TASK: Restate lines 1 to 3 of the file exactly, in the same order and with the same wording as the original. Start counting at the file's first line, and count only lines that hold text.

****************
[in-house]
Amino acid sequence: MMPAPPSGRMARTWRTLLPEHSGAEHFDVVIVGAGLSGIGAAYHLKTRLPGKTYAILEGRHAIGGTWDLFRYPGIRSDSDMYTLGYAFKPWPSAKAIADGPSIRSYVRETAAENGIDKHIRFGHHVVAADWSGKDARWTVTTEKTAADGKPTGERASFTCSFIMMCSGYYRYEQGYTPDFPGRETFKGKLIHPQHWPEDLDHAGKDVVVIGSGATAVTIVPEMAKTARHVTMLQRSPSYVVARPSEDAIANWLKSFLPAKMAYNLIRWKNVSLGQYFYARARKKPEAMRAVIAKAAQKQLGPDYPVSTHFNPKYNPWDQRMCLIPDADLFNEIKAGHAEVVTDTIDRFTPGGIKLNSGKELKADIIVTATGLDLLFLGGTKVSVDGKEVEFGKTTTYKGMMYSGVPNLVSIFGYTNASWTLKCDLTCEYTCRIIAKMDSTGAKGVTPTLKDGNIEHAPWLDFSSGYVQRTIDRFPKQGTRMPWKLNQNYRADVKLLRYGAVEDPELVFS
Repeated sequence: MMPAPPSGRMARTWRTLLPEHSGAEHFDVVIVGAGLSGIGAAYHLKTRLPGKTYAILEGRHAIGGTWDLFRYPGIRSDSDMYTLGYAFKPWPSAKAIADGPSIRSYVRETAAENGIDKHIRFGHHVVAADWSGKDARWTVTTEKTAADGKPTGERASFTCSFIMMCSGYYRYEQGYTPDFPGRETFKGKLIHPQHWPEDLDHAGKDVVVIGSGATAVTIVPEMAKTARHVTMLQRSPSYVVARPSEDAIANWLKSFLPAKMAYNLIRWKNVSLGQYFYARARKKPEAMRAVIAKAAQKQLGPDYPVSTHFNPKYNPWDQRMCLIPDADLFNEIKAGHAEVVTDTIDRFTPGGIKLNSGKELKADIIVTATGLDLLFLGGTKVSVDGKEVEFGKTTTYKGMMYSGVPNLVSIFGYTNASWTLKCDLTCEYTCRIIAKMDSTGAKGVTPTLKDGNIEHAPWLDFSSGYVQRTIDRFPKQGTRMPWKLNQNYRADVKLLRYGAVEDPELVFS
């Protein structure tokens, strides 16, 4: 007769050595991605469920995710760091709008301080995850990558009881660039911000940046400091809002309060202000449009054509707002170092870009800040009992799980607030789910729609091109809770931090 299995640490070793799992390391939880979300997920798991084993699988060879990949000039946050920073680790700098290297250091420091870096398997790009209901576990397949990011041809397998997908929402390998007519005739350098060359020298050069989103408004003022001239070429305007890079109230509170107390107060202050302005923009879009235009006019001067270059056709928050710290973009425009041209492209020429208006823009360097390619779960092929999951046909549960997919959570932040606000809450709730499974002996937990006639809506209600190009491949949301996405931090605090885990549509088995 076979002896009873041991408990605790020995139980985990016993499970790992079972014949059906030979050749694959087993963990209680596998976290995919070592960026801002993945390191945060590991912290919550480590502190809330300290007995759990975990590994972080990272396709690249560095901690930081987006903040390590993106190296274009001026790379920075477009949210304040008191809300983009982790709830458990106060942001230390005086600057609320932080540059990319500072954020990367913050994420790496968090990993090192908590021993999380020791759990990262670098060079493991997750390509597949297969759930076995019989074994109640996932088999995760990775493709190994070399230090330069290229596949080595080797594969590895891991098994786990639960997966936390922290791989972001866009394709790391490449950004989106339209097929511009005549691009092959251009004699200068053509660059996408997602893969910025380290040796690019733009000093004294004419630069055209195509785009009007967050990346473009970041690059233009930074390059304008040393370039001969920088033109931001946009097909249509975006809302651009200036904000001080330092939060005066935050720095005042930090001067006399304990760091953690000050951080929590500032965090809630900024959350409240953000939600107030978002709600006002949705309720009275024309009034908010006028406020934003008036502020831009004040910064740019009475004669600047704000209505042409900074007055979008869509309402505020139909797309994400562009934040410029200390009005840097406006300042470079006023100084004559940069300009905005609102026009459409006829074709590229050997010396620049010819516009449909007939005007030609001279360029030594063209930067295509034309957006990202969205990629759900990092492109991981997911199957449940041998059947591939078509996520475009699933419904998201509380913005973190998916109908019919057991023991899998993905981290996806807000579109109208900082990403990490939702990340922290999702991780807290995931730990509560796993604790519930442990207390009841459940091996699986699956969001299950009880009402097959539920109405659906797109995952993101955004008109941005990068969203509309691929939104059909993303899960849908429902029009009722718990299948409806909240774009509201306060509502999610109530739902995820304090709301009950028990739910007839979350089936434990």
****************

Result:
[in-house]
Amino acid sequence: MMPAPPSGRMARTWRTLLPEHSGAEHFDVVIVGAGLSGIGAAYHLKTRLPGKTYAILEGRHAIGGTWDLFRYPGIRSDSDMYTLGYAFKPWPSAKAIADGPSIRSYVRETAAENGIDKHIRFGHHVVAADWSGKDARWTVTTEKTAADGKPTGERASFTCSFIMMCSGYYRYEQGYTPDFPGRETFKGKLIHPQHWPEDLDHAGKDVVVIGSGATAVTIVPEMAKTARHVTMLQRSPSYVVARPSEDAIANWLKSFLPAKMAYNLIRWKNVSLGQYFYARARKKPEAMRAVIAKAAQKQLGPDYPVSTHFNPKYNPWDQRMCLIPDADLFNEIKAGHAEVVTDTIDRFTPGGIKLNSGKELKADIIVTATGLDLLFLGGTKVSVDGKEVEFGKTTTYKGMMYSGVPNLVSIFGYTNASWTLKCDLTCEYTCRIIAKMDSTGAKGVTPTLKDGNIEHAPWLDFSSGYVQRTIDRFPKQGTRMPWKLNQNYRADVKLLRYGAVEDPELVFS
Repeated sequence: MMPAPPSGRMARTWRTLLPEHSGAEHFDVVIVGAGLSGIGAAYHLKTRLPGKTYAILEGRHAIGGTWDLFRYPGIRSDSDMYTLGYAFKPWPSAKAIADGPSIRSYVRETAAENGIDKHIRFGHHVVAADWSGKDARWTVTTEKTAADGKPTGERASFTCSFIMMCSGYYRYEQGYTPDFPGRETFKGKLIHPQHWPEDLDHAGKDVVVIGSGATAVTIVPEMAKTARHVTMLQRSPSYVVARPSEDAIANWLKSFLPAKMAYNLIRWKNVSLGQYFYARARKKPEAMRAVIAKAAQKQLGPDYPVSTHFNPKYNPWDQRMCLIPDADLFNEIKAGHAEVVTDTIDRFTPGGIKLNSGKELKADIIVTATGLDLLFLGGTKVSVDGKEVEFGKTTTYKGMMYSGVPNLVSIFGYTNASWTLKCDLTCEYTCRIIAKMDSTGAKGVTPTLKDGNIEHAPWLDFSSGYVQRTIDRFPKQGTRMPWKLNQNYRADVKLLRYGAVEDPELVFS